At Safari.com, we like to ensure that our safari experts can draw on a wealth of their own experience when advising clients about where to go, and what to expect when they get there. To that end, we like to send them on safari every now and then, to recharge their batteries, and deepen their knowledge through immersion in the wild. What follows is part 1 of senior consultant Kim Abrahams’ account of her recent trip to the Timbavati and Klaserie game reserves.
You can read more about Kim, here.
I spent the last few days leading up to my trip studying my itinerary and growing increasingly excited. It had been too long since I had last been on safari, and I was itching for that uniquely magical experience. I’ve been to many Africa destinations in my time, and as each one has proved unique, I expected that my first visit to Timbavati Private Game Reserve would prove equally special, but in truth I had no idea just how special it would be.
I would be travelling with my colleague, Jayson Scheffers. His account of our trip will be published on the site soon.
It was a cold and rainy, 14 degree day in Cape Town when my flight departed for Johannesburg. We touched down after dark. I was met at the airport by one of African Rock Hotel & Spa’s representatives and transferred to the hotel, which was located in Kempton Park. The amazing boutique hotel - with only 11 suites and located 10km from the airport - represents what South Africa’s tourism industry really is about, a little utopia in the city.
We had arrived at the hotel after 21:00, but the chef had stayed late to ensure we could have a proper meal if we wanted one. We were worn out from the flight and went straight to our room, sending our thanks to the chef and saying we would be OK till the morning. Still the staff insisted on putting together a snack platter for us, which was delivered to our suite. We would need to wake up early the next morning to catch our flight to Hoedspruit, where our safari experience would truly begin.
We reported for breakfast the next morning at 7am, where the chef, complete with immaculate chef’s hat, was already preparing a wholesome and delicious breakfast. Then it was back to Johannesburg international Airport for our 1-hour flight to Hoedspruit Airport, a very small-town airport that doesn’t see much traffic, but serves its purpose well. We cleared security and made our way to the luggage area to collect our luggage. Our driver Derick was already waiting to escort us to our transfer vehicle.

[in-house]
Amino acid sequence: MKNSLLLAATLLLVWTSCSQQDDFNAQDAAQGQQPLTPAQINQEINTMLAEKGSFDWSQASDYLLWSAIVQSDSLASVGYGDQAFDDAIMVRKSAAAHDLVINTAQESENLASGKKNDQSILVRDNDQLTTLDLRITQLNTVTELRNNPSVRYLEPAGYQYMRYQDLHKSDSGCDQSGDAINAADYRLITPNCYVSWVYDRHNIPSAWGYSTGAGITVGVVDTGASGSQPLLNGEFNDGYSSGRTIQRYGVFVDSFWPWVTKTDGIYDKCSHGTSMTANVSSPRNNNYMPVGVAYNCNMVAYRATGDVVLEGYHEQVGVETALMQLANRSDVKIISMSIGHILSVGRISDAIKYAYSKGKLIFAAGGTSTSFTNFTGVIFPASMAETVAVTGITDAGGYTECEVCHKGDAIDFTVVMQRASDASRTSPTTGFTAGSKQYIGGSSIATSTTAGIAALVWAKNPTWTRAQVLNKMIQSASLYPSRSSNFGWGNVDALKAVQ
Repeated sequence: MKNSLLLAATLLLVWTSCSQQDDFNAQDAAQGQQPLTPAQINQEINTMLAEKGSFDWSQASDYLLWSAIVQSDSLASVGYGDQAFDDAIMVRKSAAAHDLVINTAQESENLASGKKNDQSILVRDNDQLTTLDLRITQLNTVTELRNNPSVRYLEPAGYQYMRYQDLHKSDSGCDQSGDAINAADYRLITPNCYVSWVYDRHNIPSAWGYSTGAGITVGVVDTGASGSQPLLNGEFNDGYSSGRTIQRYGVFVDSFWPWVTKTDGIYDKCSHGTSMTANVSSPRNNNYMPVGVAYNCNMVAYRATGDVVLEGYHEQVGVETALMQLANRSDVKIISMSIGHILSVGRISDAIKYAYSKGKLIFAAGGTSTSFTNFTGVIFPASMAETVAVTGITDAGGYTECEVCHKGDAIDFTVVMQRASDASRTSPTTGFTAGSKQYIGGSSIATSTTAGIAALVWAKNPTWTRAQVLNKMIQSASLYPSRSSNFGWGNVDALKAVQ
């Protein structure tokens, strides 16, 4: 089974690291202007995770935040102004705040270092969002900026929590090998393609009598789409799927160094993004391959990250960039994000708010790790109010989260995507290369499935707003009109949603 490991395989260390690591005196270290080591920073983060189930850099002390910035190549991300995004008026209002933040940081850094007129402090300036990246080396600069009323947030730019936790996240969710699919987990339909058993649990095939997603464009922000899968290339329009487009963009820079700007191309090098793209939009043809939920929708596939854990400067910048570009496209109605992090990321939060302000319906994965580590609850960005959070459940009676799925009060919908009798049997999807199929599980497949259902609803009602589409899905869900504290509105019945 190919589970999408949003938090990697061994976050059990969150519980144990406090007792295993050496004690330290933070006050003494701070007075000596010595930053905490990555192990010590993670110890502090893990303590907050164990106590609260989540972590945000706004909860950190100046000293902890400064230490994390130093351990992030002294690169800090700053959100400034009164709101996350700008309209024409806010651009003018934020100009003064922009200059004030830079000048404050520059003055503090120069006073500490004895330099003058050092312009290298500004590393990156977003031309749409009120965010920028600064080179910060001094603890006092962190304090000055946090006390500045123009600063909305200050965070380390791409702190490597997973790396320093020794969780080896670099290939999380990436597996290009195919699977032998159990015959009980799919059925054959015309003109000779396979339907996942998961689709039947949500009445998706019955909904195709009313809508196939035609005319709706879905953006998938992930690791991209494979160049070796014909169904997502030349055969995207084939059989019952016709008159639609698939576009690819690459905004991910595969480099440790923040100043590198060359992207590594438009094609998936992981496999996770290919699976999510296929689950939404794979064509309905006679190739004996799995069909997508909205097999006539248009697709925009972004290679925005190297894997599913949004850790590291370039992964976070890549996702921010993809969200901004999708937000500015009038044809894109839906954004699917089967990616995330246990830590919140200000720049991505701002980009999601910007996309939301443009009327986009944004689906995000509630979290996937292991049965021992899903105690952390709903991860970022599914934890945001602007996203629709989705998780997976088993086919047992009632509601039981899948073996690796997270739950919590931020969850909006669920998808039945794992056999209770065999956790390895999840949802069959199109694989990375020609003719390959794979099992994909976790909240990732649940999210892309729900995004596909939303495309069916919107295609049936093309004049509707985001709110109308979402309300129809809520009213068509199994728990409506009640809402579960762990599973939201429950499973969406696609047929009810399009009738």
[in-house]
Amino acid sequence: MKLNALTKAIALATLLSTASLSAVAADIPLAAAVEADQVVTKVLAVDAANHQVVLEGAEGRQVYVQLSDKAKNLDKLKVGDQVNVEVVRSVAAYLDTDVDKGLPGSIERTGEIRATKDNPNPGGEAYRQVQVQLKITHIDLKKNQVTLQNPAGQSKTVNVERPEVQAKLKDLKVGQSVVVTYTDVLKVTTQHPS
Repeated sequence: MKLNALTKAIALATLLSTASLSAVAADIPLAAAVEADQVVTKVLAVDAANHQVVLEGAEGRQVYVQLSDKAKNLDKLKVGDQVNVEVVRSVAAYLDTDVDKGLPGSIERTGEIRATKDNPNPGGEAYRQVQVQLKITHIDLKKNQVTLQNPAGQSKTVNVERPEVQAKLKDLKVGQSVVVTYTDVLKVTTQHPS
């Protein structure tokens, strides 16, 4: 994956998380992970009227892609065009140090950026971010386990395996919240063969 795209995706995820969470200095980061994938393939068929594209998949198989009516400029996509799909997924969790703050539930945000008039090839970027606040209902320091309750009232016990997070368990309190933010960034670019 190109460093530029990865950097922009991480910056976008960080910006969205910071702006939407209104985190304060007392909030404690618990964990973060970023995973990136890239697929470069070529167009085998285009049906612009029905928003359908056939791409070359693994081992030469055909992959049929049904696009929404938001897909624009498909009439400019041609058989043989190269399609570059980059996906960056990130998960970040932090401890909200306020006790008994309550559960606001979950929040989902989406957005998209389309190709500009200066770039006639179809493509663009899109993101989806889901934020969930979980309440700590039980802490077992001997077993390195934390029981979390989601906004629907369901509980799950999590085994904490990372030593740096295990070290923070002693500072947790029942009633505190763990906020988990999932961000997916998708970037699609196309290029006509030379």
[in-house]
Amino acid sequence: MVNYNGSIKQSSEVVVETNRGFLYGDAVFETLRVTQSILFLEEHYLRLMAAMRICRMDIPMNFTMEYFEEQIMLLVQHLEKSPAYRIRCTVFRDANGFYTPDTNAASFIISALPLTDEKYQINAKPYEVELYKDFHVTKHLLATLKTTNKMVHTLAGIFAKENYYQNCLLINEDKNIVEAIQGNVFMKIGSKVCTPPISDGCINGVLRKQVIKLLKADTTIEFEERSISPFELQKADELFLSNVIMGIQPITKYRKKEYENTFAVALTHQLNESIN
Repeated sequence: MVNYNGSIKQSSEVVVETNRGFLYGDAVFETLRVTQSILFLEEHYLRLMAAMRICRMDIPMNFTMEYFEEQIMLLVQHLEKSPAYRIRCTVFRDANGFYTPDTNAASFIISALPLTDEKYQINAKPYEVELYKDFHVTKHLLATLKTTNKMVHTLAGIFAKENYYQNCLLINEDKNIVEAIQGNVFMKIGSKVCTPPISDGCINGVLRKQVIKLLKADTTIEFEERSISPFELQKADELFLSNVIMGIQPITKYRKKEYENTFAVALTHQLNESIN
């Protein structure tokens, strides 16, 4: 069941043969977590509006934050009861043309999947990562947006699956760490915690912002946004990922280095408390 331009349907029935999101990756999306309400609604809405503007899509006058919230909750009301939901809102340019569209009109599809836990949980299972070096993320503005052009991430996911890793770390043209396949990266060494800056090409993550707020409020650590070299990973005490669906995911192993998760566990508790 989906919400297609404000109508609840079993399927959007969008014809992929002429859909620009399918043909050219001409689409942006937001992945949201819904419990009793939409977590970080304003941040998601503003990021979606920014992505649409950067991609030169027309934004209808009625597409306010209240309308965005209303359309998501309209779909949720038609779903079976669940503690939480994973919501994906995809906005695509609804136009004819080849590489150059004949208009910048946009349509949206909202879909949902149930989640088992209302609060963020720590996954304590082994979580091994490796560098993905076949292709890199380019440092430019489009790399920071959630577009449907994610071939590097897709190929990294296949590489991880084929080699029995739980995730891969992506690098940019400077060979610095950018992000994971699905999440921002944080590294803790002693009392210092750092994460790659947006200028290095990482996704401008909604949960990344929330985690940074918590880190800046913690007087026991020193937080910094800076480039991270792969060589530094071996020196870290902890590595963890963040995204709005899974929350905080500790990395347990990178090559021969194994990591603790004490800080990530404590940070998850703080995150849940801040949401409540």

We headed out to Simbavati Hilltop lodge, where we would be staying for 4 nights. The transfers were about 1h30 minutes to and from the lodge, with one tared road and then mainly gravel as you drive through the bush to get there. We had just entered the Orpen Gate (the only access gate to Timbavati Private Game Reserve) when we saw a few Zebras, and then some Wildebeest, Giraffes and lots of Nyala! Derick was also a tracker at the Lodge, and provided us with one of the most educational transfers I have ever had!
When we arrived at the lodge, we received the warmest of welcomes from the staff. We were given warm towels to wipe down our hands and feet and ushered to the main lounge, where refreshing mint and cucumber drinks awaited us. The lodge host, Bongi, was on hand to make us feel like VIP guests and walk us through the check in protocols. Then we were driven to our two-bedroom private cottage, which was about 300 meters away from the main camp.
We got to the cottage and took some time to freshen up before embarking on our first game drive which departed at 15h30, around when it starts to get darker in winter. Our first animal sighting was truly unique, even for the guide and tracker, who admitted they’d seen nothing like it for many years. It was two male lions, a spectacular sight in itself, but one of them was white! These incredible lions, which are thought to to be largely indigenous to the Timbavati region, are pale in appearance due to a rare genetic mutation.